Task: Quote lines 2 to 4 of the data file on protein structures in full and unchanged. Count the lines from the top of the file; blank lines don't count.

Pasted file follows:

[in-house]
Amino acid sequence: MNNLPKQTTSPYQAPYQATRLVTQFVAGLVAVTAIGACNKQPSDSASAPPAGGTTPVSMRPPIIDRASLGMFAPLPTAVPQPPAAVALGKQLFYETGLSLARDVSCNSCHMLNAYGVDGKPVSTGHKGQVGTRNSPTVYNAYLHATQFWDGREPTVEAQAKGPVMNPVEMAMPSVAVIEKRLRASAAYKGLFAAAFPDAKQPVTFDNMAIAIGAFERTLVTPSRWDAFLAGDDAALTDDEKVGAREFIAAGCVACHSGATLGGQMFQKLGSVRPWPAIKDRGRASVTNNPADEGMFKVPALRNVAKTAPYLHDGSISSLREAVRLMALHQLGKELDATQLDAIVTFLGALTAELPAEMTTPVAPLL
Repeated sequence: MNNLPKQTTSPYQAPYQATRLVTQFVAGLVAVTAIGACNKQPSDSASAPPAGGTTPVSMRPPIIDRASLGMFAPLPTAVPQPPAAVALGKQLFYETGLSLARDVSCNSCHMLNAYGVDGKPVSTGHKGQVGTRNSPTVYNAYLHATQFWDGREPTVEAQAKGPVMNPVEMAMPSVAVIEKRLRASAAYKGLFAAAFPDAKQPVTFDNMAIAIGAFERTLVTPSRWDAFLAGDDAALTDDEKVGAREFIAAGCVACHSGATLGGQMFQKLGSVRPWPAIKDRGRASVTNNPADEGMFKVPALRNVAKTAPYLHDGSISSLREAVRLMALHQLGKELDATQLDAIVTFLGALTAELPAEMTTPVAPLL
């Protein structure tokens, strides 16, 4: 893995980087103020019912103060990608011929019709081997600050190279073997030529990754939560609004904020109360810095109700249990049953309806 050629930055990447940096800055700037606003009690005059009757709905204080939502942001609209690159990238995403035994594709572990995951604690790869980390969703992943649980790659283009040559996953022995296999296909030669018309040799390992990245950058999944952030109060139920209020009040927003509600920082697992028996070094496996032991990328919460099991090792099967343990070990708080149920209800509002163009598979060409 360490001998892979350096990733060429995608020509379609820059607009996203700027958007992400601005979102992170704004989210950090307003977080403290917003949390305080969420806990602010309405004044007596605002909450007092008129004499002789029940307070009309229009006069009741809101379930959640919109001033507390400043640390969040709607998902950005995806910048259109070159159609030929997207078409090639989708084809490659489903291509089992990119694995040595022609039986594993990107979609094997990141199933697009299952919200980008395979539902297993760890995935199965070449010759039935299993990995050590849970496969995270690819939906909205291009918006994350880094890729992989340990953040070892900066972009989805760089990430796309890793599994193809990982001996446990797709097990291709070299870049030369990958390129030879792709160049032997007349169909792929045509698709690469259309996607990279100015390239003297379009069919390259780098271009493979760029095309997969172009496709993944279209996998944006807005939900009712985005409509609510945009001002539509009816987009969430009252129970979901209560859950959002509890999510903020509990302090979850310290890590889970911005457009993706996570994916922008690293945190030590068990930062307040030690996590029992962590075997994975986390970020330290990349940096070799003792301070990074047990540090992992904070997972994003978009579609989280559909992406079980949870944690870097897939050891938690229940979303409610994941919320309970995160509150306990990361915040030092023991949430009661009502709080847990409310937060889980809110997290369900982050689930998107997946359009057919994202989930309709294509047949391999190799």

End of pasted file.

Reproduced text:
Amino acid sequence: MNNLPKQTTSPYQAPYQATRLVTQFVAGLVAVTAIGACNKQPSDSASAPPAGGTTPVSMRPPIIDRASLGMFAPLPTAVPQPPAAVALGKQLFYETGLSLARDVSCNSCHMLNAYGVDGKPVSTGHKGQVGTRNSPTVYNAYLHATQFWDGREPTVEAQAKGPVMNPVEMAMPSVAVIEKRLRASAAYKGLFAAAFPDAKQPVTFDNMAIAIGAFERTLVTPSRWDAFLAGDDAALTDDEKVGAREFIAAGCVACHSGATLGGQMFQKLGSVRPWPAIKDRGRASVTNNPADEGMFKVPALRNVAKTAPYLHDGSISSLREAVRLMALHQLGKELDATQLDAIVTFLGALTAELPAEMTTPVAPLL
Repeated sequence: MNNLPKQTTSPYQAPYQATRLVTQFVAGLVAVTAIGACNKQPSDSASAPPAGGTTPVSMRPPIIDRASLGMFAPLPTAVPQPPAAVALGKQLFYETGLSLARDVSCNSCHMLNAYGVDGKPVSTGHKGQVGTRNSPTVYNAYLHATQFWDGREPTVEAQAKGPVMNPVEMAMPSVAVIEKRLRASAAYKGLFAAAFPDAKQPVTFDNMAIAIGAFERTLVTPSRWDAFLAGDDAALTDDEKVGAREFIAAGCVACHSGATLGGQMFQKLGSVRPWPAIKDRGRASVTNNPADEGMFKVPALRNVAKTAPYLHDGSISSLREAVRLMALHQLGKELDATQLDAIVTFLGALTAELPAEMTTPVAPLL
């Protein structure tokens, strides 16, 4: 893995980087103020019912103060990608011929019709081997600050190279073997030529990754939560609004904020109360810095109700249990049953309806 050629930055990447940096800055700037606003009690005059009757709905204080939502942001609209690159990238995403035994594709572990995951604690790869980390969703992943649980790659283009040559996953022995296999296909030669018309040799390992990245950058999944952030109060139920209020009040927003509600920082697992028996070094496996032991990328919460099991090792099967343990070990708080149920209800509002163009598979060409 360490001998892979350096990733060429995608020509379609820059607009996203700027958007992400601005979102992170704004989210950090307003977080403290917003949390305080969420806990602010309405004044007596605002909450007092008129004499002789029940307070009309229009006069009741809101379930959640919109001033507390400043640390969040709607998902950005995806910048259109070159159609030929997207078409090639989708084809490659489903291509089992990119694995040595022609039986594993990107979609094997990141199933697009299952919200980008395979539902297993760890995935199965070449010759039935299993990995050590849970496969995270690819939906909205291009918006994350880094890729992989340990953040070892900066972009989805760089990430796309890793599994193809990982001996446990797709097990291709070299870049030369990958390129030879792709160049032997007349169909792929045509698709690469259309996607990279100015390239003297379009069919390259780098271009493979760029095309997969172009496709993944279209996998944006807005939900009712985005409509609510945009001002539509009816987009969430009252129970979901209560859950959002509890999510903020509990302090979850310290890590889970911005457009993706996570994916922008690293945190030590068990930062307040030690996590029992962590075997994975986390970020330290990349940096070799003792301070990074047990540090992992904070997972994003978009579609989280559909992406079980949870944690870097897939050891938690229940979303409610994941919320309970995160509150306990990361915040030092023991949430009661009502709080847990409310937060889980809110997290369900982050689930998107997946359009057919994202989930309709294509047949391999190799």